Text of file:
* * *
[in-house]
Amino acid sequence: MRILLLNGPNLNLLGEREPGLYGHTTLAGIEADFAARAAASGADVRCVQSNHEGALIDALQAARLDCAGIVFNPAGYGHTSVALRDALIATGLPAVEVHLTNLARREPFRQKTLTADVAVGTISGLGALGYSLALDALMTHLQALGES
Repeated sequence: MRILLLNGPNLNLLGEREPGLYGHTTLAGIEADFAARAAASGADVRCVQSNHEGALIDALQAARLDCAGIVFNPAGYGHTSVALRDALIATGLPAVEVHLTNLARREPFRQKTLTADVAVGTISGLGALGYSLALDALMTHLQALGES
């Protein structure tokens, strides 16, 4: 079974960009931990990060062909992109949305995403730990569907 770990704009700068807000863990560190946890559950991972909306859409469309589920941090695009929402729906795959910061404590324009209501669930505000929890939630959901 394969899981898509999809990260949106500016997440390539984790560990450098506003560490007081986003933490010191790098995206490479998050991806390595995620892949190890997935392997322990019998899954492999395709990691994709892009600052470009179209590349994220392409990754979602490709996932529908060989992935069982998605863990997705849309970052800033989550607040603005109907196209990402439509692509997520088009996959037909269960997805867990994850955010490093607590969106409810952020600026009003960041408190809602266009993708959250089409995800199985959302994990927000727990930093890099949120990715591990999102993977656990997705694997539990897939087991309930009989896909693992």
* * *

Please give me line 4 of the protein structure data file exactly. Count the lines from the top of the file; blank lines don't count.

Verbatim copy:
């Protein structure tokens, strides 16, 4: 079974960009931990990060062909992109949305995403730990569907 770990704009700068807000863990560190946890559950991972909306859409469309589920941090695009929402729906795959910061404590324009209501669930505000929890939630959901 394969899981898509999809990260949106500016997440390539984790560990450098506003560490007081986003933490010191790098995206490479998050991806390595995620892949190890997935392997322990019998899954492999395709990691994709892009600052470009179209590349994220392409990754979602490709996932529908060989992935069982998605863990997705849309970052800033989550607040603005109907196209990402439509692509997520088009996959037909269960997805867990994850955010490093607590969106409810952020600026009003960041408190809602266009993708959250089409995800199985959302994990927000727990930093890099949120990715591990999102993977656990997705694997539990897939087991309930009989896909693992």